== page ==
Construction is dependent on equipment and materials which are delivered from a wide variety of suppliers and contractors. Unfortunately, things don’t always go according to plan.
Often materials arrive on a project site when no one is expecting them and there are no plans in place for where the material should be offloaded or how it will be unloaded. Sometimes these materials are delivered after-hours when there is no one to receive them. Consequently, this often results in the item being offloaded in the incorrect location and I’ve even had cases of projects accepting materials that were not meant for them. This results in double handling since the items have to be moved again, and the cost of this can be significant if a special crane or truck is required. When deliveries can’t be offloaded the truck may return to the depot with the item and it may take several days to reschedule the delivery – possibly delaying the project. When trucks can’t be offloaded there are often additional demurrage costs to be paid while the truck stands idle. In the haste to offload the item, sometimes, other operations are stopped so a crane and team can help – often causing frustrations and impacting progress.
Are you prepared for the delivery?
When deliveries of material are expected:
- Ensure employees know where the materials should be placed.
- That the area where they will be offloaded is suitable, for example:
- It may need to be leveled (some large items of equipment or buildings can be damaged if they are not stored in a level position).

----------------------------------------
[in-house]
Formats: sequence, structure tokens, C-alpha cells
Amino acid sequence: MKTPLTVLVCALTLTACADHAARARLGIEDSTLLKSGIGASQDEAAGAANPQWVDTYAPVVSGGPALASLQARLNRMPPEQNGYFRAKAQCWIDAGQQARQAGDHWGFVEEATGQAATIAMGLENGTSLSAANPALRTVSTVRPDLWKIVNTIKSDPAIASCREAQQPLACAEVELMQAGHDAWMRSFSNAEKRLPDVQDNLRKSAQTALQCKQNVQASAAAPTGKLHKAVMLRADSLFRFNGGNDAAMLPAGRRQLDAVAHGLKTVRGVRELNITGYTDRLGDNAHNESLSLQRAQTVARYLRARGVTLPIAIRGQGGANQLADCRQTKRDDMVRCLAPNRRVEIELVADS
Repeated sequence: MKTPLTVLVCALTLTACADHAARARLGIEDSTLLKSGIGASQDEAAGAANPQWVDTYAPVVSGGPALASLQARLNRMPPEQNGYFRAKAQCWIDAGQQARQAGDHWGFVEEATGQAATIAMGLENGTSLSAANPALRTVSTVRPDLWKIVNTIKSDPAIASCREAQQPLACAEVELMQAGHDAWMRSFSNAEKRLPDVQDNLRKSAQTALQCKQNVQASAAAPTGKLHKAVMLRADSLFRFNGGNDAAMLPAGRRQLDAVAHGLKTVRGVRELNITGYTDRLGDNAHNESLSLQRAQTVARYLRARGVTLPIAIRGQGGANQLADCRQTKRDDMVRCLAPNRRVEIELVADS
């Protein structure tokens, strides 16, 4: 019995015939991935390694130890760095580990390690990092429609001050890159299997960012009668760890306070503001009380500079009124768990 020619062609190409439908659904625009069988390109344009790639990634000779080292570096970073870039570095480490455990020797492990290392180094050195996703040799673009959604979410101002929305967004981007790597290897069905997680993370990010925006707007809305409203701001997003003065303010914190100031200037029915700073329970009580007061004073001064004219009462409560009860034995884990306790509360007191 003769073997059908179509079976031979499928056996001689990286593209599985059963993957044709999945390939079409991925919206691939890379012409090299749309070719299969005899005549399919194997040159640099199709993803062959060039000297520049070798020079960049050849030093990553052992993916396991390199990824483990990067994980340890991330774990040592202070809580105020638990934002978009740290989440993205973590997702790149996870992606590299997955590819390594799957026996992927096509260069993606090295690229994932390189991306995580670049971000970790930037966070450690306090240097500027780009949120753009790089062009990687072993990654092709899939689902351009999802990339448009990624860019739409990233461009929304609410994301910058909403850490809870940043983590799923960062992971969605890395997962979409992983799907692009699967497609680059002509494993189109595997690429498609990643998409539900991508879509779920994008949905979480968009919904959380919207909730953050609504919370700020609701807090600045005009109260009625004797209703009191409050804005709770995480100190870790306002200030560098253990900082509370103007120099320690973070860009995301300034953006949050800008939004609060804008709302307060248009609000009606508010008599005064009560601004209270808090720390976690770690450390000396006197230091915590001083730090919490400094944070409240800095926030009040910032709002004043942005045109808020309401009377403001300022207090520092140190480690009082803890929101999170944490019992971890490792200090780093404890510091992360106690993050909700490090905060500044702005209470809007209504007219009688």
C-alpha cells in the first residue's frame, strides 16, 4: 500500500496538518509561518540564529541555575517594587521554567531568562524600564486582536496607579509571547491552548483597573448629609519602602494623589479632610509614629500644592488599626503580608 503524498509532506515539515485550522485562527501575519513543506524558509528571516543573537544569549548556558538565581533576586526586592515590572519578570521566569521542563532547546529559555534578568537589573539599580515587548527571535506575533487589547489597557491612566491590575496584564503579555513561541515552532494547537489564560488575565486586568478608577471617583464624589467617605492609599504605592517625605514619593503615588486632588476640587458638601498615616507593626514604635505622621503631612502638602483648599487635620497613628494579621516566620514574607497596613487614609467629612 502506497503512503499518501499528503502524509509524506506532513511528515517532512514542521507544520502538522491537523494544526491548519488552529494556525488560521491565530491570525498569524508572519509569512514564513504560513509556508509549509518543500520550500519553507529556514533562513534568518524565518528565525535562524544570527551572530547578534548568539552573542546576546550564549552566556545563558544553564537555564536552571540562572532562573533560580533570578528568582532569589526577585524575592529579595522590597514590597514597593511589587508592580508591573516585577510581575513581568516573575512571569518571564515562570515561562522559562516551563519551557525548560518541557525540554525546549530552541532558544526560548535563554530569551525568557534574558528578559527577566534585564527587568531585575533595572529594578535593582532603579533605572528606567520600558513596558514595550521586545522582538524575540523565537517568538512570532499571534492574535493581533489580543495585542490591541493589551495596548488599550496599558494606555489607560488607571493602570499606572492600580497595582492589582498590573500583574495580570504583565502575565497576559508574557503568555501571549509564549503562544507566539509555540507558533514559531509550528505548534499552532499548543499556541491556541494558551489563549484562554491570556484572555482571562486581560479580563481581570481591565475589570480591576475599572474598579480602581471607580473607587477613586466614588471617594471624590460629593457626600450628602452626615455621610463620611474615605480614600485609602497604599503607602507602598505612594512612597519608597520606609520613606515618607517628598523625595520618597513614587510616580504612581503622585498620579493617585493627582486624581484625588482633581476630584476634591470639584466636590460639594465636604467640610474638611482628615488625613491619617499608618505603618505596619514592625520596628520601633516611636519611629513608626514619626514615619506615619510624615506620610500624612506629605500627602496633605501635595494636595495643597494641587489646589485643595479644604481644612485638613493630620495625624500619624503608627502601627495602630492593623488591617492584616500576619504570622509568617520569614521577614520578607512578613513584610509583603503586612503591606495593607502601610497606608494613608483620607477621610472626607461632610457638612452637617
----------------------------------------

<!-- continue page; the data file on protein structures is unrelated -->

- Ensure the ground is firm enough to support both the item of equipment and the crane offloading it.
- The area should be well-drained to enable the area to be accessed even after rain.
- Check the delivery vehicle can access the area, and modify the entrance roads if required.
- (If required) have packers or bearers available to place under the item so it doesn’t sit directly on the ground, and also to enable lifting equipment to be removed from under the load.
- Ensure the required special slings and spreader beams are available for heavy loads, and that lifting studies have been approved and the crane is of sufficient capacity.
- Check weather conditions, (since rain may make parts of the site impassable or high winds prevent cranes from operating) and if necessary delay the transport of large items.
- If the item of equipment is being placed directly in its final position check the area is ready – for instance concrete structures should have all the quality checks completed to verify the concrete has reached the required strength, the structure has been constructed in the correct position and height, and all holding down bolts are in their correct positions and the right size. There will be nothing worse than having a major item of equipment suspended from a crane when you discover the item doesn’t fit due to an error with the concrete construction!
The person receiving and checking the material being delivered should be both competent and reliable. This person should:
- Verify the item delivered is the same item as written on the consignment note.
- Verify the quantity and note and report discrepancies – all too often .....Continue Reading......
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